Learning from the Navy's Models

Examining older U.S. Navy models and comparing their repair records with models built more recently have taught us much about how to assure a long life for a ship model while it is being built. We have some scant early records about the materials the U.S. Navy used when it began making its own exhibition ship models. These records dovetail nicely with our curatorial examination of the models. By examining the models and studying these records, we have learned considerably more about what materials navy model builders used and how the models themselves were designed and assembled.

Models from the earliest days of navy model building were routinely sent to distant national exhibitions such as world's fairs. In the 1890s, there were no cross-country trucks, so both the models and their cases were partially disassembled and crated for shipment by boxcar to the fair sites. Navy model makers traveled to the fairs to unpack and reassemble the models and install them in their display cases.

We find certain common construction characteristics when we examine these early models: Gun mounts are pinned, not glued, to decks; gun turrets are held by pegs to their barbettes; and some heavier, tall structures, like masts and stacks, probably detach. We can bet that each smokestack is hollow and made from sheet brass or copper, and at the bottom of each stack is a screw that mounts it to the deck below. Most rigging that actually supports something is braided wire. We have also learned to expect superstructures to be permanently screwed and glued to the deck below. We think that every model has been repaired many, many times. These early models were deliberately made to survive frequent travel‹borrowing a phrase, to "take a licking and keep on ticking."

We have also found that the older models need less frequent repair than the newer ones. The key to understanding this is that the number of different kinds of materials available to modelers in the past was small compared to the number available today. When the navy model builders built an exhibition ship model in 1883, they made the hull and superstructure from sugar pine. They glued the lifts together using LePage's wood glue. They made their own paints from pigments, vehicles, and dryers. They made small parts for subassemblies from brass, or nickel silver, and soldered them together. They used linen line or braided wire for rigging. Pine, wood glue, paint, brass, nickel silver, solder, linen, and braided wire‹these materials were basically all they used, maybe half a dozen different things on a given model.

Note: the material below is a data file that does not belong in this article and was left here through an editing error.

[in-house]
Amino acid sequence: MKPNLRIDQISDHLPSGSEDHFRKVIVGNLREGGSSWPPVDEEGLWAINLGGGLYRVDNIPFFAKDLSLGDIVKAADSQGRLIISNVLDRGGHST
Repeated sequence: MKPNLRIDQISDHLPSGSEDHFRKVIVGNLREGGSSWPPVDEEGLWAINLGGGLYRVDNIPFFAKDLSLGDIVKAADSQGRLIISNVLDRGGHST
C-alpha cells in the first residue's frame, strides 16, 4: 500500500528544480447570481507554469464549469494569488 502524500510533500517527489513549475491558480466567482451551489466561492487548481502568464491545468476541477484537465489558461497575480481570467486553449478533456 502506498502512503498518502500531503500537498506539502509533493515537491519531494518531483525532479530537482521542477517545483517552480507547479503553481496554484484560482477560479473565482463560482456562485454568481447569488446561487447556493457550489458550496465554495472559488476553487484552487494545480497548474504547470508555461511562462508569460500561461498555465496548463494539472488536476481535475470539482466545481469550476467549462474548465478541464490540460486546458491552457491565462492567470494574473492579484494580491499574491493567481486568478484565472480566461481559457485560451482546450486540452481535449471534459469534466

The chances of material incompatibility become greater when the number of dissimilar products used on a model increases. The bottom line is that the larger and more eclectic the selection of materials, the higher is the risk of material-specific or overall deterioration. Model builders were probably not aware of the potential for conservation problems in 1883, but the simplicity of their "palette" of materials has inadvertently helped older models to survive.

U.S. Navy Specifications

During World War II, the U.S. Navy built and purchased ship models feverishly, and in 1945 the first curator, Commander Joseph Appleton, a respected ship model builder himself, devised the first set of written specifications for navy models based on the experience accumulated by the navy up to that time. He wrote the specifications to ensure that finished models built for the navy, whether built in-house or outside, would have a uniform style, a homogeneous level of detail, and a superior level of craftsmanship. They were also designed to assure that the models were portable and sturdy enough to last a long time, in order to justify the government's expense. Appleton's specifications have been modified a little from time to time, but basically they are the same today as when they were first promulgated. In the 1960s, Howard Chapelle began to use the navy's specifications at the Smithsonian Institution, and most of the models in the famous watercraft and naval history halls there now were built to U.S. Navy standards. Many maritime museums also use them.

U.S. Navy model specifications are relatively strict. If you are not already familiar with them, they can be found on the Nautical Research Guild's Web site and in the March 1994 issue of the Nautical Research Journal. Over the years, we at the navy have been branded ship-model "purists" by some. By that, I think people mean that we are traditionalists. However, you can see that with so many models deteriorating at various rates and only two people to take care of them, we need to be cautious.